Living in California comes with its perks: The temperature’s fantastic all year round. The tech scene is lively and bustling. You have access to some of the greatest parks in the world. Thanks to a decade-old trusty Honda Accord, I’ve seen some of California’s greatest treasures: the widest Sequoias, the tallest redwoods, the most powerful waterfalls, and even a coyote up close and personal.
But when I got the opportunity to try out the Chevy Volt for a weekend in December, I jumped on it. Though it was hard to reach the vehicle’s infamous 100 mile-per-gallon efficiency, it happened a few times on the highway. This very quiet car handles well on city and mountain roads. The new technologies in cars astound me, evolving leaps and bounds since the Accord I drive came out. In addition to the Volt, we’ve found some practical and cool products to make road trips a better experience.
A little bit of planning goes a long way. OnTheWay shows you routes toward your destination and culls data from Foursquare, Yelp, Google Places and Lonely Planet to find interesting stops en route to your final destination. The pit stops can be added to your trip itinerary to create custom maps.
Thousands of people regularly post gas prices on GasBuddy.com. This data fuels the website and its smartphone apps (for iOS, Android, Blackberry and Windows devices) to help you find the cheapest gas nearby. No more second guessing yourself when you’re on the road wondering if the station you just passed is too expensive or actually a fair price.
It’s great to see new places, but I can’t help but feel a tinge of guilt every time I fill up. It’s not just my wallet that hurts, but the gas-pumping ritual makes polar bears sad, with their world melting underneath. I try to remind myself to drive efficiently. The surest way to know your hypermiling is working is by tracking your miles per gallon. It doesn’t get simpler than the iOS app GasHog, which keeps tabs on costs and offers tips to improve fuel economy.
When your smartphone is mounted above the dashboard, the iOnRoad Android app, pictured left, uses your phone’s built-in sensors and camera to map objects in front of the vehicle while calculating speed in real time. When you might be in a precarious driving situation, the app will display visual and audio alerts.
Do you have the time to burn a CD? Do you even have a spindle of blank discs lying around? Didn’t think so. Every road trip needs an awesome playlist. That’s where Pandora comes in handy.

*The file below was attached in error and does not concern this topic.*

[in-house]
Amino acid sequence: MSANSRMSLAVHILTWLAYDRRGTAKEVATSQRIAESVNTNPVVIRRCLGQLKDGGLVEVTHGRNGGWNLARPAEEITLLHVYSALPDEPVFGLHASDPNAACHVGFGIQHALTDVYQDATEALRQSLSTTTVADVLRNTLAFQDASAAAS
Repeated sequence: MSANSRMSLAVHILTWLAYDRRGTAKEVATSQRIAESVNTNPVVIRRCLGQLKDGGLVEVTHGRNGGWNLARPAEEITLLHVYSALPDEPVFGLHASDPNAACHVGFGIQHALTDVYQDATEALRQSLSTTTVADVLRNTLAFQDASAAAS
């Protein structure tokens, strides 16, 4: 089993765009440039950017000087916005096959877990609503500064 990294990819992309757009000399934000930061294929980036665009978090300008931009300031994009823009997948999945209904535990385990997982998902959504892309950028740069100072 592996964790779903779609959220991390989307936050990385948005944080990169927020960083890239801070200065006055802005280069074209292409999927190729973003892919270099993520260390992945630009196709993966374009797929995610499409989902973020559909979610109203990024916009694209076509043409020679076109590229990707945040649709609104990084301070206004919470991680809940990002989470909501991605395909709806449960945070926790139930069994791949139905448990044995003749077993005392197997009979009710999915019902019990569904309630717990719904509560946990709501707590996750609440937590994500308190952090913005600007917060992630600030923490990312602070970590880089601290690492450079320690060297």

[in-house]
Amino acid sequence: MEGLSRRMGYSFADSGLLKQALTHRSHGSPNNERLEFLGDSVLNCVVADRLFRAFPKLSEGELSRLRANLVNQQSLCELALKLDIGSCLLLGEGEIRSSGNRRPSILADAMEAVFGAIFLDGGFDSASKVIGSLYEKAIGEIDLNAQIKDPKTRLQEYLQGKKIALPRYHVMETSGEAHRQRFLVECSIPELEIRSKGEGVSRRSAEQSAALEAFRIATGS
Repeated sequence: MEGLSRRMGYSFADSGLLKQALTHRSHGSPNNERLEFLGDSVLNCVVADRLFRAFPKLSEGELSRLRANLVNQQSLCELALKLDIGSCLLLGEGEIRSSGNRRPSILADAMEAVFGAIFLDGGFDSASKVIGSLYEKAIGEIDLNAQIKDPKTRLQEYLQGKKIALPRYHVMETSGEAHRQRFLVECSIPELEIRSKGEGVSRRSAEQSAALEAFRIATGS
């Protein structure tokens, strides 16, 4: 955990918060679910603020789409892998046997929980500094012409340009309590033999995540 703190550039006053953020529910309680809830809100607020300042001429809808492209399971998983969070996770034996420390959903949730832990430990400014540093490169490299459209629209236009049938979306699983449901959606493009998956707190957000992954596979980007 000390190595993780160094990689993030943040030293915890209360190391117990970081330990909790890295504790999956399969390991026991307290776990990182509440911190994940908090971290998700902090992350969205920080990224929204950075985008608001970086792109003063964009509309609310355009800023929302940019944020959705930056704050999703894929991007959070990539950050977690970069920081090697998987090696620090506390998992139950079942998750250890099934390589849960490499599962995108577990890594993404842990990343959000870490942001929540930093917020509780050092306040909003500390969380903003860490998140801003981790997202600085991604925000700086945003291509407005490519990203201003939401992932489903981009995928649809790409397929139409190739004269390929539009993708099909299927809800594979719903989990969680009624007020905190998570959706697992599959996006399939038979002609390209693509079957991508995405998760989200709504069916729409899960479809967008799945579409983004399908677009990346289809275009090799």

These days, new cars are outfitted with infotainment systems that parallel a tablet experience. But if you’re like me and drive a car reaching clunker status, automatic windows and a multi-disc CD player are your car’s bells and whistles. A few simple accessories can offer small but noticeable updates.
If you don’t have a dedicated GPS device, it’s probably time to get one. After all, it’s 2012. But smartphones do a pretty decent job too. Using navigation while fussing with your phone on the freeway is a lousy idea. An easy solution? A smartphone mount. Bracketron’s universal GPS window mount, pictured left, fits most handheld devices and includes a 360-degree rotating head.
Cars have adapted to meet our changing needs. Practically a staple in all newer cars, USB ports are sorely lacking in older models. USB car chargers, such as XtremeMac’s InCharge Auto Series lets you power up devices by way of the cigarette lighter when you’re on the go.
If you think driving can be boring, think about antsy, sugar-fueled kids in the back. A new GM technology attempts to transform the backseat window into an interactive screen. The Windows of Opportunity project produced a prototype that can run various apps, including an app called Foofu, which simulates fogging up the mirror so you can draw with your fingers. Other apps include Pond, which lets you stream and share music with other cars on the road. Screaming “I’m going to turn this car around if you …” might be a thing of the past.
A touchscreen wheel prototype from Germany is attempting to make driving safer. Gestures on the wheel’s surface lets the driver control radio or navigate a map. The professor who came up with the device says the wheel could also work in tandem with head’s up display technology, which projects information onto the car’s windshield.
Human error accounts for 95 percent of car accidents. You might not want to accept it, but a robot can drive a lot better than you. Though we’re still about a decade away from seeing driverless cars in dealerships, prototypes thus far have found them superior drivers. Their reaction is a whole lot faster than yours. Can you see 360 degrees? Not to mention that robot cars don’t get sleepy, drunk, or distracted by text messages. Personal chauffer? Yes please.
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